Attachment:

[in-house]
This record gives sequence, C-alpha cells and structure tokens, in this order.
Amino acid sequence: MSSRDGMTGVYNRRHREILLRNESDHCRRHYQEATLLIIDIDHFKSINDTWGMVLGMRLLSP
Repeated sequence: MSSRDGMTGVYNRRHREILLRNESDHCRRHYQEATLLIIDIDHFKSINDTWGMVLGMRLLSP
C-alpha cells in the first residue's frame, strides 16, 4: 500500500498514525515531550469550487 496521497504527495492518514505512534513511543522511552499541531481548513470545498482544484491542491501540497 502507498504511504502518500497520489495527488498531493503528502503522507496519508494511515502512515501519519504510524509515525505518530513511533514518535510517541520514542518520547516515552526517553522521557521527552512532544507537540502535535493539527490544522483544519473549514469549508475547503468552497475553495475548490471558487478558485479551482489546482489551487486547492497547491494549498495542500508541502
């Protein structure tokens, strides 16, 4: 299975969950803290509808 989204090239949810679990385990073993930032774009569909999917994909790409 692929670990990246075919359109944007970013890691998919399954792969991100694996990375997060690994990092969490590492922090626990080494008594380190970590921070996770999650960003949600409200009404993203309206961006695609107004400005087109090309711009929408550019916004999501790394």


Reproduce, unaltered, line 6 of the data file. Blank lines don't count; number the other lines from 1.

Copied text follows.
């Protein structure tokens, strides 16, 4: 299975969950803290509808 989204090239949810679990385990073993930032774009569909999917994909790409 692929670990990246075919359109944007970013890691998919399954792969991100694996990375997060690994990092969490590492922090626990080494008594380190970590921070996770999650960003949600409200009404993203309206961006695609107004400005087109090309711009929408550019916004999501790394």